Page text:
The Dominican Republic is one of the most visited destinations in all of the Caribbean. And often when people visit, they decide to never leave. That’s what happened to us. Our life has turned into one permanent vacation!
If you’re in the market to purchase real estate in the Dominican Republic, you most likely have questions. Here are answers to some of the most common questions we get from clients:
A: Good news! Foreign citizens are allowed to buy real estate in the Dominican Republic and have all the same rights and obligations as local citizens. In fact. Certain government incentives have been put in place to attract more foreign buyers and investors.
A: Yes, residency is not the same thing as citizenship. You may remain a citizen of your home country and still become a resident of the Dominican Republic.
The process is almost identical to the one you’re probably used to in North America. The only difference is here, the government needs to know you are financially independent. Along with providing two forms of ID, you will also be required to provide bank statements for the past 3 months as well as your last tax report. And finally, you will have to also fill in a due diligence form for the bank that clearly states where your income comes from.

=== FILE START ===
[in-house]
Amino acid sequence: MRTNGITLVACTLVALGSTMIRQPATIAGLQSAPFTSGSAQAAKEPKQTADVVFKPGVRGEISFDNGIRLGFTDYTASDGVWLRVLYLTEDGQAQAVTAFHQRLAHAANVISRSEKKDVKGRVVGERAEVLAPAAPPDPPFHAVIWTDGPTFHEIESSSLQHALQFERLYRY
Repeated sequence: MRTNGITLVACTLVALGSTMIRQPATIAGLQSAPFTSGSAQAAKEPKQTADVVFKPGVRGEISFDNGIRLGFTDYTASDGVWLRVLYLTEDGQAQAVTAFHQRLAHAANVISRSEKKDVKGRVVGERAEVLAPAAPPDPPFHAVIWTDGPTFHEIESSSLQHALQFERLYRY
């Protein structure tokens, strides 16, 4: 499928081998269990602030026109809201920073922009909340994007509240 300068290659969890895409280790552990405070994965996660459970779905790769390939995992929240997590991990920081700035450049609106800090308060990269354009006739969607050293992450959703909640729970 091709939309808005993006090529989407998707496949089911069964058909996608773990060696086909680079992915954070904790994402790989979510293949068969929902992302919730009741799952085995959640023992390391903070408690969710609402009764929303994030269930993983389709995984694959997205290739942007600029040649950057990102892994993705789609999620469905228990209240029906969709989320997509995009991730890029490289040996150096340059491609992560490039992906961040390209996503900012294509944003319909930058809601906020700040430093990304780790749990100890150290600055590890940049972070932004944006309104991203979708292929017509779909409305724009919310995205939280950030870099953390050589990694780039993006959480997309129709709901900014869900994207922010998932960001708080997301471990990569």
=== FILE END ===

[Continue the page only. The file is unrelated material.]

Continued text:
Of course, when you work with us, we do everything (pretty much) for you and make the entire process as simple as possible!
A: Yes, owners of real estate in the Dominican Republic are expected to pay property taxes once a year. If you are a first time buyer, contact us to lean how to become exempt.
A: The current rate of property tax is 1% of the value of the property as established by the Dominican Cadastral Office.
A: Confotur is the name of the Dominican law that allows tax exemptions to owners of specific real estate properties.
Only some properties fall within the Confotur Law. A builder or developer needs to apply to the government to be granted Confotur.
If you buy a property with Confotur, you are exempt from paying:
- Transfer tax: 3% of the property’s value, due when transferring ownership.
- IPI Tax: Short for Impuesto Patrimonio Inmobiliari, IPP is the annual tax everyone must pay who owns a property with a value of at least US$150,000 (approximately).